On March 28, 1942, Minoru Yasui was arrested in downtown Portland for breaking the 8 p.m. curfew that targeted Japanese Americans during the war.
From anti-Asian discrimination to a system of legalized racial oppression
In the late 1800s people of Asian descent began immigrating to the west coast to work. Laws prohibited them from bringing their family members and becoming citizens. Extreme hostility and racism had been brewing for decades before the second world war.
A few days after Pearl Harbor, Lieutenant General John L. DeWitt of the Western Defense Command developed a plan to put all Japanese Americans into military custody. To argue his case, he prepared a report with rumors of sabotage that were later revealed to be false. Although the United States was at war with Germany, Italy, and Japan, only Japanese Americans were treated as enemy aliens.
In February 1942, President Roosevelt issued Executive Order 9066, which authorized the military to move people they viewed as threats into concentration camps. The order did not specify any ethnic group, but DeWitt used it to institute curfews for Japanese Americans.
Protesting against injustice
Min Yasui, then 25, thought the curfew was unconstitutional and unfair, so he challenged it by walking in downtown Portland after 8:00 p.m. When a police officer refused to arrest him, he went to the Second Avenue police station and asked to be arrested.
The day after Min’s arrest, DeWitt had given the order to evacuate Japanese Americans to concentration camps.
Approximately 122,000 men, women, and children were incarcerated without charges, two-thirds of them American citizens. Three cases challenged the incarceration, but it wasn’t until Dec. 18, 1944 when Mitsuye Endo’s case finally won and Japanese Americans could be released. Unfortunately, most could not return to their homes, properties, and livelihoods…all had been taken from them.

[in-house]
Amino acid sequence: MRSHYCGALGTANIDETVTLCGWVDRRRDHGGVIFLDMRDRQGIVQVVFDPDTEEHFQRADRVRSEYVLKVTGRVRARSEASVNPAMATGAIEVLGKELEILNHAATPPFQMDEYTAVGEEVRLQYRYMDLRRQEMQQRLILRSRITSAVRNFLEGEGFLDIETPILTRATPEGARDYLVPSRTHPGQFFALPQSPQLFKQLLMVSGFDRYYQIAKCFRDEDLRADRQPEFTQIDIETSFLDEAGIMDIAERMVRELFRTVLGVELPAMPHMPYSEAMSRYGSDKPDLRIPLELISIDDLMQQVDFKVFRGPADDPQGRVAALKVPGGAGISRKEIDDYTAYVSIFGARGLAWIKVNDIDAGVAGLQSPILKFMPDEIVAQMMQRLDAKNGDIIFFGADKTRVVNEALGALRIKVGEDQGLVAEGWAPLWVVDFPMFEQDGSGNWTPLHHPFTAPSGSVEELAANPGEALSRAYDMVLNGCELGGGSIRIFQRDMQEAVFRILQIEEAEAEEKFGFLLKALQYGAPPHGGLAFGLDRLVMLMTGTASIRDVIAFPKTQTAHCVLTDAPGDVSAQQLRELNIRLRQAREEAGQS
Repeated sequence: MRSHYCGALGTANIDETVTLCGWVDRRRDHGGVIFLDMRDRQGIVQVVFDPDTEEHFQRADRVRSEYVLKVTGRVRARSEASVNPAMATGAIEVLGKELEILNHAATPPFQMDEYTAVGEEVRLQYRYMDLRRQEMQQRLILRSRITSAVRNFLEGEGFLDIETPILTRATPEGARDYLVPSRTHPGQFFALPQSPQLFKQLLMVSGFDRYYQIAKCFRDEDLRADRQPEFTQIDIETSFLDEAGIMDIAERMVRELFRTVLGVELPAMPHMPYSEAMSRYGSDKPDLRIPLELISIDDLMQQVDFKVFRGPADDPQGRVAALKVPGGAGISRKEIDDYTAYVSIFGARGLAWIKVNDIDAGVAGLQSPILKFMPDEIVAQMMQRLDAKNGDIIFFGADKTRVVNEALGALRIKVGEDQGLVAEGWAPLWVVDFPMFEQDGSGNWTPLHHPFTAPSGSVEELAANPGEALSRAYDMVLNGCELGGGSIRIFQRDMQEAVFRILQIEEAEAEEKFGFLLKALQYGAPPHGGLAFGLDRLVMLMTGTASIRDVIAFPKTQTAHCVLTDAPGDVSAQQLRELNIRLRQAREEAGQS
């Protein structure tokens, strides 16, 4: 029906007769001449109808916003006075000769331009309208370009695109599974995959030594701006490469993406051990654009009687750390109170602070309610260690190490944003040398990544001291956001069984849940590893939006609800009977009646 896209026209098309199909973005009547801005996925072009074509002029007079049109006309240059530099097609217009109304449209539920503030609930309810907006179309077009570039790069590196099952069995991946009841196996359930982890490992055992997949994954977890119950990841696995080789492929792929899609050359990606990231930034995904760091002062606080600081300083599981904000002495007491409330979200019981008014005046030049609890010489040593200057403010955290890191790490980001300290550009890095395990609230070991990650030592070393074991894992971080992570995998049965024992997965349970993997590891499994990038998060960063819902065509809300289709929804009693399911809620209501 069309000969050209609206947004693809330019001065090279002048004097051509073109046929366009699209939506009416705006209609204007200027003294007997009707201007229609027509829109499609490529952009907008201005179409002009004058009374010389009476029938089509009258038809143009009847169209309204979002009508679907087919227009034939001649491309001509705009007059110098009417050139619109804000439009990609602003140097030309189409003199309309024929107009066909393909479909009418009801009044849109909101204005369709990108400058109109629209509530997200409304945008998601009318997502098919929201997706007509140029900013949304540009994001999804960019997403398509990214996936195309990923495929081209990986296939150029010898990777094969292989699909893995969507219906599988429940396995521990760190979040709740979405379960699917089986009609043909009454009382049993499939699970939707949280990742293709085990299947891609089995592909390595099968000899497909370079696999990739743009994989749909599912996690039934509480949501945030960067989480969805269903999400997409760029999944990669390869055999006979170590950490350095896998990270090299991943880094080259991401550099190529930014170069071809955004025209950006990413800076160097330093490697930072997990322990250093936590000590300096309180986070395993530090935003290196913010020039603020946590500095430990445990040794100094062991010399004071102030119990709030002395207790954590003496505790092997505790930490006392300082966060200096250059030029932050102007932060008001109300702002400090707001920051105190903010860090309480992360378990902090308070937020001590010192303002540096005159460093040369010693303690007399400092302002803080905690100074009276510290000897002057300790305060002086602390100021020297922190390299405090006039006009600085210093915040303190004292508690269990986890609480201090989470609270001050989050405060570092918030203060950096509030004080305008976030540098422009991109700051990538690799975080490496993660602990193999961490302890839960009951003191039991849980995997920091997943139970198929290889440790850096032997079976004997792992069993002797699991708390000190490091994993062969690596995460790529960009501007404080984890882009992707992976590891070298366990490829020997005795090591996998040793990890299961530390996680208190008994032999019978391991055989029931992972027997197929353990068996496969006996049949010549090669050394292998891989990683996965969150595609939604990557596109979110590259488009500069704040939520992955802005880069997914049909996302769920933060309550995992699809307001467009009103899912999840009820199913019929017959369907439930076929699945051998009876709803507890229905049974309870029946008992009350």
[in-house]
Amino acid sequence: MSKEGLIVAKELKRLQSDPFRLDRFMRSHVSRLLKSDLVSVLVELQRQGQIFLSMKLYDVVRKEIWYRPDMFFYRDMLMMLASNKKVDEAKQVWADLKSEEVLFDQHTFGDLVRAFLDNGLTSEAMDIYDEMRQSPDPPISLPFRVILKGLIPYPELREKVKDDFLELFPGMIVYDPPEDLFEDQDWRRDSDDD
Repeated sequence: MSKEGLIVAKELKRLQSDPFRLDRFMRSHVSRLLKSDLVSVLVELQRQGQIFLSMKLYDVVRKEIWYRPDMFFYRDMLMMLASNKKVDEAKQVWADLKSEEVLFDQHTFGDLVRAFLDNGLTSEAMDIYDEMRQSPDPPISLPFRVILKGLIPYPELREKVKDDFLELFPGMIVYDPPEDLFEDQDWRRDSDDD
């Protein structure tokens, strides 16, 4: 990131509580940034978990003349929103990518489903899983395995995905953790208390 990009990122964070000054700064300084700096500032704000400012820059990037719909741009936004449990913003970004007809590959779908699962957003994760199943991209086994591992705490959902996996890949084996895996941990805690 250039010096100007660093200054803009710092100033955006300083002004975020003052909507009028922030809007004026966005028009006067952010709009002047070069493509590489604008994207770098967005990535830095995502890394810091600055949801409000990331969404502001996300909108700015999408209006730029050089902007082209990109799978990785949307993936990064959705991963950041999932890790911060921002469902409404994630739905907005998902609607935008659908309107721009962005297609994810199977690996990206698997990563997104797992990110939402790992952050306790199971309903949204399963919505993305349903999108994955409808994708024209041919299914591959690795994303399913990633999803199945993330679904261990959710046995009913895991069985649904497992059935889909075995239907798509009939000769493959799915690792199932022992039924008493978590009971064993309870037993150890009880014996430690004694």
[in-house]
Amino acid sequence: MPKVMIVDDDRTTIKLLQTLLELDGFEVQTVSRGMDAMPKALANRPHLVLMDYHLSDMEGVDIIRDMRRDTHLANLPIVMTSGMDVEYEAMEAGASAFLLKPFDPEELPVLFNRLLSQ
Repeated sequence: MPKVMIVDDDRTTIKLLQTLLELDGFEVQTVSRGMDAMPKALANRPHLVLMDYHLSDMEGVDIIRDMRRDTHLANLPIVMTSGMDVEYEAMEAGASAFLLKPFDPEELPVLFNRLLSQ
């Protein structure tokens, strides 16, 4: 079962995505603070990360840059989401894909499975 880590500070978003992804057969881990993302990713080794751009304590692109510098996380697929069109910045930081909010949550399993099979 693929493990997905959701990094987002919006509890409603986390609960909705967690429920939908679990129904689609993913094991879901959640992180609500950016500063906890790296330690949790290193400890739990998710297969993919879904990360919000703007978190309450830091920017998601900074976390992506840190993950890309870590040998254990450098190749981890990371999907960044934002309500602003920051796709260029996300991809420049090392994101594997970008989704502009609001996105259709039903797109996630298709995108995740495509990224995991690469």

Min and his family went on to become activists for equity and justice. In 2015 President Obama presented the Presidential Medal of Freedom (posthumously) to Min, the first and only Oregonian to receive the country’s highest civilian honor.
Oregon passed legislation to create a permanent Minoru Yasui Day on March 28, the day Min intentionally violated the curfew. In 2016 Governor Kate Brown signed the legislation into law. In May 2021, the Japanese American Museum of Oregon reopened in its new location, featuring the Multnomah County jail cell in which he had spent where he spent nine months in solitary confinement.
Eighty years later, on March 26, 2022, the Minoru Yasui Legacy Project celebrated his legacy with a program, “Taking a Stand Against Racism and Discrimination.” Speakers Eric Ward (Western States Center), Kerry Tymchuck (Oregon Historical Society and on CACO’s board), and Deepa Iyer (Strategic Initiatives, Building Movement Project) spoke about historical discrimination and the current racism and violence faced by Asian Americans and others. The program honored Min’s youngest daughter, Holly, who passed in 2021. You can view the event on YouTube.
Inspiring young people
Each year the Minoru Yasui Legacy Project sponsors an essay contest. This year the prompt focused on people who took a stand against racism and discrimination. Congratulations to the essay contest winners!
We hope you’re inspired to learn more about this heroic Oregonian who fought for equality and justice for all. You can learn more about him at www.minoruyasuilegacy.org/.